Director Jeremy Podeswa confirmed that creators David Benioff and D.B. Weiss have reconsidered how rape is depicted after viewers were left outraged by the brutal rape of Sansa Stark by Ramsay Bolton on her wedding night.
The scene was not depicted in the books upon which the series is based and was widely criticized for playing to shock value and gratuitous violence.
Now Podeswa, who directed the controversial episode, says they plan on dialing it back because of negative viewer response.
"It is important that (the producers) not self-censor," he said during an event in Fox Studios Australia. "The show depicts a brutal world where horrible things happen. They did not want to be too overly influenced by that (criticism) but they did absorb and take it in and it did influence them in a way," he said, adding that the creators "were responsive to the discussion and there were a couple of things that changed as a result."
"It was a difficult and brutal scene and we knew it was going to be challenging for the audience," he explained. "But it was very important to us in the execution that it would not be exploited in any way. To be fair, the criticism was the notion of it, not the execution. It was handled as sensitively as it could possibly be; you hardly see anything."
Sansa Stark's rape was not the only one depicted on the show. Viewers also witnessed Jaime Lannister rape his sister Cersei — another scene which did not appear in the books — and Daenerys Targaryen raped by her new husband Khal Drogo.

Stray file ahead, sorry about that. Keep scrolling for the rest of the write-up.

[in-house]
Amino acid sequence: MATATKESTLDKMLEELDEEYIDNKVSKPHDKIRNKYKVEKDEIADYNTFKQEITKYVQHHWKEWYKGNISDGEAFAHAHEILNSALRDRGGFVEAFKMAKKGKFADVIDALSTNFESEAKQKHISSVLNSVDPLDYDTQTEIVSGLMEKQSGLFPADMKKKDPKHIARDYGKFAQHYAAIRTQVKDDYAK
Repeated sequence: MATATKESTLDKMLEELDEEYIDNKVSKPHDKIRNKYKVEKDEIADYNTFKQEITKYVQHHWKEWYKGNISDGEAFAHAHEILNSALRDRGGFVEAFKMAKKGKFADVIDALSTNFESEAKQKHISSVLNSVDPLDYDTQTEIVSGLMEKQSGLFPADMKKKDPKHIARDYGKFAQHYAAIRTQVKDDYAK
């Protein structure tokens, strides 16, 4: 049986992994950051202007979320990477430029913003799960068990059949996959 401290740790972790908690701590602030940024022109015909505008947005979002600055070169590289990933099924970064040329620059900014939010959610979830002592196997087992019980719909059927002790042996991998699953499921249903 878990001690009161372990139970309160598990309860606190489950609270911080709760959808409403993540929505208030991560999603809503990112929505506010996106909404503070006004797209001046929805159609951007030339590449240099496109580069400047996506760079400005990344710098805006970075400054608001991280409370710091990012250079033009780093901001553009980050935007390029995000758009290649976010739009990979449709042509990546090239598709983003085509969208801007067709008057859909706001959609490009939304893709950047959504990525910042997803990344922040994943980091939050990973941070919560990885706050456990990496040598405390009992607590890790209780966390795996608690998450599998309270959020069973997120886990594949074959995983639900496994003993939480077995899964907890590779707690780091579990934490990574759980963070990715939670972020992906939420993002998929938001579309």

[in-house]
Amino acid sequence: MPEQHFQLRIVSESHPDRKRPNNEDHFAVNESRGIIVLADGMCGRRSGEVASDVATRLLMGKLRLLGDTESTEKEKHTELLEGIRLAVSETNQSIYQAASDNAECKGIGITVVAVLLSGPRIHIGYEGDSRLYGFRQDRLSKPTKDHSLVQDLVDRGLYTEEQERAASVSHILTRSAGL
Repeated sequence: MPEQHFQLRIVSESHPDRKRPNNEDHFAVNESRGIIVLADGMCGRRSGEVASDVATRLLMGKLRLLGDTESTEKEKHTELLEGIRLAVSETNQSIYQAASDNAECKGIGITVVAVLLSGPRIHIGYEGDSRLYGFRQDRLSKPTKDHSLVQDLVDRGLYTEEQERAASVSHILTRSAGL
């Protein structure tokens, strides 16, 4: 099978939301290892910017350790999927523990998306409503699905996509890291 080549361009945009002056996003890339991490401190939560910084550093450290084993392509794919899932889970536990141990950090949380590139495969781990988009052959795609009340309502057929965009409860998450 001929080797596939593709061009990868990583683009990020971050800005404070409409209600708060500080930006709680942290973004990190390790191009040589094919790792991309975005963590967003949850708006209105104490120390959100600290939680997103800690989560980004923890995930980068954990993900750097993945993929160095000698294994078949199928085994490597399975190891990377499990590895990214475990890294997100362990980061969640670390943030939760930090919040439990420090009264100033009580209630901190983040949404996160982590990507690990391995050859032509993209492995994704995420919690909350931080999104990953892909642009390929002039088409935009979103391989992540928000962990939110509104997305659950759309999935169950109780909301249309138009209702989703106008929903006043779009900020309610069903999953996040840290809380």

George RR Martin, author of the Game of Thrones books, has repeatedly defended the show's choice to veer from his original story lines.
"There have been differences between the novels and the television show since the first episode of season one," he wrote on his blog after the Sansa Stark rape scene aired. "And for just as long, I have been talking about the butterfly effect. There has seldom been any TV series as faithful to its source material, by and large (if you doubt that, talk to the Harry Dresden fans, or readers of the Sookie Stackhouse novels, or the fans of the original Walking Dead comic books)... but the longer the show goes on, the bigger the butterflies become.
"David and Dan and Bryan and HBO are trying to make the best television series that they can. And over here I am trying to write the best novels that I can. And yes, more and more, they differ. Two roads diverging in the dark of the woods, I suppose... but all of us are still intending that at the end we will arrive at the same place."
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